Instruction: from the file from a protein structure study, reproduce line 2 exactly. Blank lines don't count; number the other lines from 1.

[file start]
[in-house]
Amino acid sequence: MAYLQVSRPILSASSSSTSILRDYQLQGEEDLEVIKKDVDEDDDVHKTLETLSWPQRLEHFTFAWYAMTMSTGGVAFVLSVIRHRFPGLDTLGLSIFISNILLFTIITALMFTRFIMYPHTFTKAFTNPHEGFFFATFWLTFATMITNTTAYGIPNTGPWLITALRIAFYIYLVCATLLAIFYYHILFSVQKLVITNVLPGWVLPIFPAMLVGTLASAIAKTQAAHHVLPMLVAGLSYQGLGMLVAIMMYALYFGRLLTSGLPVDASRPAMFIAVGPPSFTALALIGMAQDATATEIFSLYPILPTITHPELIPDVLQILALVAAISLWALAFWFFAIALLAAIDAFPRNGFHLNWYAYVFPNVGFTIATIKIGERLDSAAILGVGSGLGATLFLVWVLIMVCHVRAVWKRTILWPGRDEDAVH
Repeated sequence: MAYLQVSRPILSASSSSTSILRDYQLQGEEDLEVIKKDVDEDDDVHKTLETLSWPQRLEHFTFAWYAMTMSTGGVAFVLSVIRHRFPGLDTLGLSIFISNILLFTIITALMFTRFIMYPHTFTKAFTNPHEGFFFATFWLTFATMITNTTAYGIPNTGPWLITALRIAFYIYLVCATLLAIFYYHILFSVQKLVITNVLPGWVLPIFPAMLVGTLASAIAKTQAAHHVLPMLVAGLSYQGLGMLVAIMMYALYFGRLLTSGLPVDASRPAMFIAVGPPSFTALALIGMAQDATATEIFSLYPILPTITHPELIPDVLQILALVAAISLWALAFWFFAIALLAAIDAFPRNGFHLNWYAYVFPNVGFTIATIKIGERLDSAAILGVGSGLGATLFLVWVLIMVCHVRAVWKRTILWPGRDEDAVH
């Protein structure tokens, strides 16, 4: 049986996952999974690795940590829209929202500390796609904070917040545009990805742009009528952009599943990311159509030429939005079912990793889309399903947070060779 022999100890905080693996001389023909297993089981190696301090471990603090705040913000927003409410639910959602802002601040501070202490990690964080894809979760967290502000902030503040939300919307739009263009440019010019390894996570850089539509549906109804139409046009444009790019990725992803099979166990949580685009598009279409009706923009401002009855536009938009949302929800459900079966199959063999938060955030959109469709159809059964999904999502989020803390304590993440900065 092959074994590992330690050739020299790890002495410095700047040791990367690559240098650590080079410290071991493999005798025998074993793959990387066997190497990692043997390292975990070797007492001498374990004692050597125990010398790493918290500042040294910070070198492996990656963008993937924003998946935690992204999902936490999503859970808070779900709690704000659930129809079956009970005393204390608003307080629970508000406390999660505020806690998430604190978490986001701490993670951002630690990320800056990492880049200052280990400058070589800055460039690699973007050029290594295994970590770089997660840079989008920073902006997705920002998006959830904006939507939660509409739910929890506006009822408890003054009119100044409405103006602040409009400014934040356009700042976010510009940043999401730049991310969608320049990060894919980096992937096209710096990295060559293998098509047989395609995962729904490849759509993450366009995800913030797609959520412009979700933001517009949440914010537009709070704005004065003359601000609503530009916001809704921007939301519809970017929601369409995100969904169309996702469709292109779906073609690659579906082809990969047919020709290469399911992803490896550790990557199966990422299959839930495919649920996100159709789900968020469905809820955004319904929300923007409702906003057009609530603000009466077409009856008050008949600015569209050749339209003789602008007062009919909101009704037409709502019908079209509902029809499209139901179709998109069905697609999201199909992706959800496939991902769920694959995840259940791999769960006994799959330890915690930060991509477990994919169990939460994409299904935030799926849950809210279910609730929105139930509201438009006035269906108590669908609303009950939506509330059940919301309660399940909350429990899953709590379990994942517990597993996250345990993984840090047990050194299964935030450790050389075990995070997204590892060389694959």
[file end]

Amino acid sequence: MAYLQVSRPILSASSSSTSILRDYQLQGEEDLEVIKKDVDEDDDVHKTLETLSWPQRLEHFTFAWYAMTMSTGGVAFVLSVIRHRFPGLDTLGLSIFISNILLFTIITALMFTRFIMYPHTFTKAFTNPHEGFFFATFWLTFATMITNTTAYGIPNTGPWLITALRIAFYIYLVCATLLAIFYYHILFSVQKLVITNVLPGWVLPIFPAMLVGTLASAIAKTQAAHHVLPMLVAGLSYQGLGMLVAIMMYALYFGRLLTSGLPVDASRPAMFIAVGPPSFTALALIGMAQDATATEIFSLYPILPTITHPELIPDVLQILALVAAISLWALAFWFFAIALLAAIDAFPRNGFHLNWYAYVFPNVGFTIATIKIGERLDSAAILGVGSGLGATLFLVWVLIMVCHVRAVWKRTILWPGRDEDAVH